Though I think Scripture communicates the means by which our reconciliation to God is brought about, it doesn't explicitly give us an idea of what this will look like- either in this life or in the resurrection. It does, however, communicate the "principles" of human flourishing, as well as the criteria by which we can judge what might amount to human flourishing.So God has not revealed what reconciliation looks like in this life, or the next. But you, aside from revelation, can determine what reconciliation and thus human flourishing should look like in this life?

    This to me is the problem with your view. I would clarify my statements by saying Scripture may not be sufficient for everything in life, but if Scripture is not sufficient, nothing else is. So I would deny that you can somehow determine what reconciliation and human flourishing "looks like" if Scripture has not revealed it.

    Or to take the marriage example: If Scripture does not sufficiently answer whether monogomy is morally superior to polygamy, then neither can you.

    You then go on to claim that there are moral issues that cannot be decided by Scripture. That seems quite odd to me. What is morality? Does not God determine what is and is not moral? If God has not revealed the morality of a particular thing, what right has man to do so? Man does not determine what is right and what is wrong.

    Let me know if I have misunderstood you.

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  20. “So God has not revealed what reconciliation looks like in this life, or the next. But you, aside from revelation, can determine what reconciliation and thus human flourishing should look like in this life?”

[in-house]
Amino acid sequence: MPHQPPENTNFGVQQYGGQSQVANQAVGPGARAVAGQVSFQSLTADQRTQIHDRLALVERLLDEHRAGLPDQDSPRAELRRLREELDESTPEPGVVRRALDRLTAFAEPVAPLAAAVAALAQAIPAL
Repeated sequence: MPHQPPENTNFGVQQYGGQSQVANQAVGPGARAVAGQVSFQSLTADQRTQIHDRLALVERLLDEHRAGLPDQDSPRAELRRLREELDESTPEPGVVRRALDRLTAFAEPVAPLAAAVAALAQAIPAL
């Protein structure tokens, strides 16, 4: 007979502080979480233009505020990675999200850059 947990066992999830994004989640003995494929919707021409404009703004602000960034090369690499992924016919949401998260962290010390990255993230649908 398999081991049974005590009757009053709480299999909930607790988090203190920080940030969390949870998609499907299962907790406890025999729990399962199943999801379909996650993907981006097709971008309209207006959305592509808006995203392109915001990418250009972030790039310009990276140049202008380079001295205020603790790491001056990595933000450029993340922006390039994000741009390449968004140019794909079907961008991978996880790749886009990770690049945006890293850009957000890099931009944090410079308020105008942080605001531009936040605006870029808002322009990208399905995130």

Yes.

    “You then go on to claim that there are moral issues that cannot be decided by Scripture. That seems quite odd to me. What is morality? Does not God determine what is and is not moral? If God has not revealed the morality of a particular thing, what right has man to do so? Man does not determine what is right and what is wrong.”

    I actually think we’re getting somewhere Brandon! It’s important that we distinguish between two different senses of “determine”. In one sense, “determine” can have a purely epistemological sense, perhaps synonymous with “figuring out” or “knowing”. “Determine” can also have a metaphysical sense, synonymous with “causing to be” or “makes it the case”. Though I don’t think you’ve confused the two, it will help our discussion if we distinguish them from the outset.

    I agree with you, roughly, that “God is what determines what is or is not moral” (since this smacks of a divine command theory I’d rather say ‘What is moral and immoral flows from God’s character’). But just because God is what makes what is immoral immoral and what is moral moral (He determines morality in the metaphysical sense), it doesn’t follow that man is unable to determine what morality is in the epistemological sense. That is, though God is the grounding of all moral truths, there might be other ways that God reveals these truths to man other than through Scripture (Cf. Romans 1:18-2, Isaiah 1:18).

    To summarize, I acknowledge that “all truth is God’s truth” in the sense that every true proposition depends upon God. However, just because all truth is God’s truth, it doesn’t follow that every truth is revealed in Scripture. That is, there are other ways in which God can reveal some truths (e.g. through human reason or Natural Law), in which case man can determine (in the epistemological sense) what is true without the use of Scripture. Some of these truths I can “determine” include “I am now writing this comment”, and “it is morally permissible to kill in self-defense.” Neither of these truths are explicitly revealed through Scripture. Scripture is emphatically silent about the truth of the former, and the normativity of the truth of the latter is certainly not unequivocally established in Scripture.